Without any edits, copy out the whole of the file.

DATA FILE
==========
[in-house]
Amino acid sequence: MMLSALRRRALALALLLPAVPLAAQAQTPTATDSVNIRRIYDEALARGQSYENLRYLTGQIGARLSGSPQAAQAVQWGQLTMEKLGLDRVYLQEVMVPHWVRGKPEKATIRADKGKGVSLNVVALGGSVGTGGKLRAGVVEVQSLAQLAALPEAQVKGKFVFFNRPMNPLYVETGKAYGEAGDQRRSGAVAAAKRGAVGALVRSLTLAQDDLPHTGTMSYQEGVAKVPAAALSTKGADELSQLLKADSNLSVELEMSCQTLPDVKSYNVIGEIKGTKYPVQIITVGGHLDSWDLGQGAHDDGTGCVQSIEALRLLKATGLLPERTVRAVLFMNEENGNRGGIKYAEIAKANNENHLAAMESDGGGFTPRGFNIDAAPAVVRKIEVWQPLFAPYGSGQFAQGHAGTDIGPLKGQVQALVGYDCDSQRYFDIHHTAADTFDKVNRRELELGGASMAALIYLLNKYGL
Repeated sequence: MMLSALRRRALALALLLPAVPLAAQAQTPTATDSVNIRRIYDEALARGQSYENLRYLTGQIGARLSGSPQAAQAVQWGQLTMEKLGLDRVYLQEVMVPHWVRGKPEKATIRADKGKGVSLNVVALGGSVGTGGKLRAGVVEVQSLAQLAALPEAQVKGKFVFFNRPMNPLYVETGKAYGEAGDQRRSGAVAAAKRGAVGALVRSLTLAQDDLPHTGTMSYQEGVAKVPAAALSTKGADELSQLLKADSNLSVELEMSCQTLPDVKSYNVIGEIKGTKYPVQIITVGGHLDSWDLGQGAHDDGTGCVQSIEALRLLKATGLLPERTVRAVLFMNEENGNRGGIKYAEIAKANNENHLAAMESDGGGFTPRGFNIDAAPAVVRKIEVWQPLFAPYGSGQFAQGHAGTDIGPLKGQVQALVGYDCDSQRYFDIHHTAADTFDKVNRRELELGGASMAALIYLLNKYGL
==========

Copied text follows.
[in-house]
Amino acid sequence: MMLSALRRRALALALLLPAVPLAAQAQTPTATDSVNIRRIYDEALARGQSYENLRYLTGQIGARLSGSPQAAQAVQWGQLTMEKLGLDRVYLQEVMVPHWVRGKPEKATIRADKGKGVSLNVVALGGSVGTGGKLRAGVVEVQSLAQLAALPEAQVKGKFVFFNRPMNPLYVETGKAYGEAGDQRRSGAVAAAKRGAVGALVRSLTLAQDDLPHTGTMSYQEGVAKVPAAALSTKGADELSQLLKADSNLSVELEMSCQTLPDVKSYNVIGEIKGTKYPVQIITVGGHLDSWDLGQGAHDDGTGCVQSIEALRLLKATGLLPERTVRAVLFMNEENGNRGGIKYAEIAKANNENHLAAMESDGGGFTPRGFNIDAAPAVVRKIEVWQPLFAPYGSGQFAQGHAGTDIGPLKGQVQALVGYDCDSQRYFDIHHTAADTFDKVNRRELELGGASMAALIYLLNKYGL
Repeated sequence: MMLSALRRRALALALLLPAVPLAAQAQTPTATDSVNIRRIYDEALARGQSYENLRYLTGQIGARLSGSPQAAQAVQWGQLTMEKLGLDRVYLQEVMVPHWVRGKPEKATIRADKGKGVSLNVVALGGSVGTGGKLRAGVVEVQSLAQLAALPEAQVKGKFVFFNRPMNPLYVETGKAYGEAGDQRRSGAVAAAKRGAVGALVRSLTLAQDDLPHTGTMSYQEGVAKVPAAALSTKGADELSQLLKADSNLSVELEMSCQTLPDVKSYNVIGEIKGTKYPVQIITVGGHLDSWDLGQGAHDDGTGCVQSIEALRLLKATGLLPERTVRAVLFMNEENGNRGGIKYAEIAKANNENHLAAMESDGGGFTPRGFNIDAAPAVVRKIEVWQPLFAPYGSGQFAQGHAGTDIGPLKGQVQALVGYDCDSQRYFDIHHTAADTFDKVNRRELELGGASMAALIYLLNKYGL